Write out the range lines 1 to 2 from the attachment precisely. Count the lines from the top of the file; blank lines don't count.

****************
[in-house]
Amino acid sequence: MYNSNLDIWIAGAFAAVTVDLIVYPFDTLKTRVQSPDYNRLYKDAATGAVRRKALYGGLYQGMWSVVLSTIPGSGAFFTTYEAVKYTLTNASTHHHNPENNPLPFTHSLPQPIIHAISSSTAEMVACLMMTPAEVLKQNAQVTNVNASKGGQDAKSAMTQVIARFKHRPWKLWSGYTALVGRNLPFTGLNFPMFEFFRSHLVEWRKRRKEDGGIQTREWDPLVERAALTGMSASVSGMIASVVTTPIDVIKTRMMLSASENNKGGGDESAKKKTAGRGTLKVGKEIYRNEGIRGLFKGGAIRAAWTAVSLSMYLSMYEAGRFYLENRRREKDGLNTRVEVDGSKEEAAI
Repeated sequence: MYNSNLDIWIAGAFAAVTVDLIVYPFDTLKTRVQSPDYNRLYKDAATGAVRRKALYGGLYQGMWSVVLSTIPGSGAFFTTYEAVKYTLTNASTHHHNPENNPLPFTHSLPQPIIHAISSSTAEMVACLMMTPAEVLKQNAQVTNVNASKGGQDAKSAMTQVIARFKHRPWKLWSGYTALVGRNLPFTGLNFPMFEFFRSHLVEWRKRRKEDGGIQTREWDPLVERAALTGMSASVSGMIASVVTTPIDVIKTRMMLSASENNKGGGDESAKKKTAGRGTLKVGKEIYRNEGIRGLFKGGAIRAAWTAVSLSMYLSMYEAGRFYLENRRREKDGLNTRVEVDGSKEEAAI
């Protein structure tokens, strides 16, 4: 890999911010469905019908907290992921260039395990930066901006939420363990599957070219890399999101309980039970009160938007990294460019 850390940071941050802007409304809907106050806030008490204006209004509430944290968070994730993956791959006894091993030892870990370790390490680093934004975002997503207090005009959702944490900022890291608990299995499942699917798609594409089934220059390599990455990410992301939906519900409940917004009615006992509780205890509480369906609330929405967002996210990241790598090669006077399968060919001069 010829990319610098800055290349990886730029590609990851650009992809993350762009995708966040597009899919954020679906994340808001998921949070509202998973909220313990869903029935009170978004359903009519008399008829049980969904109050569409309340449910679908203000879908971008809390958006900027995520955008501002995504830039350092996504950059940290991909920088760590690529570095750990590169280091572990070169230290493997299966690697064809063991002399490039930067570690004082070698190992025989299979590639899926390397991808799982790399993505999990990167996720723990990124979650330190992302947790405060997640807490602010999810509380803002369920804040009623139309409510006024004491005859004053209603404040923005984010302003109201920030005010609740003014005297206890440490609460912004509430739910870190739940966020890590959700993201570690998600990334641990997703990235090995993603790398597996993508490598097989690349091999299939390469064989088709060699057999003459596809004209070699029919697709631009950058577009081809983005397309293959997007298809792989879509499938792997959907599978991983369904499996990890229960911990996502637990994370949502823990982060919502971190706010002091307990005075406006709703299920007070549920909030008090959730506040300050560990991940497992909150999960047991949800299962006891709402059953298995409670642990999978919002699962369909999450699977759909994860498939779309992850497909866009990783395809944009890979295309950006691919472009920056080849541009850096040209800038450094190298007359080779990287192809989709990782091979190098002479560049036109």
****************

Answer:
[in-house]
Amino acid sequence: MYNSNLDIWIAGAFAAVTVDLIVYPFDTLKTRVQSPDYNRLYKDAATGAVRRKALYGGLYQGMWSVVLSTIPGSGAFFTTYEAVKYTLTNASTHHHNPENNPLPFTHSLPQPIIHAISSSTAEMVACLMMTPAEVLKQNAQVTNVNASKGGQDAKSAMTQVIARFKHRPWKLWSGYTALVGRNLPFTGLNFPMFEFFRSHLVEWRKRRKEDGGIQTREWDPLVERAALTGMSASVSGMIASVVTTPIDVIKTRMMLSASENNKGGGDESAKKKTAGRGTLKVGKEIYRNEGIRGLFKGGAIRAAWTAVSLSMYLSMYEAGRFYLENRRREKDGLNTRVEVDGSKEEAAI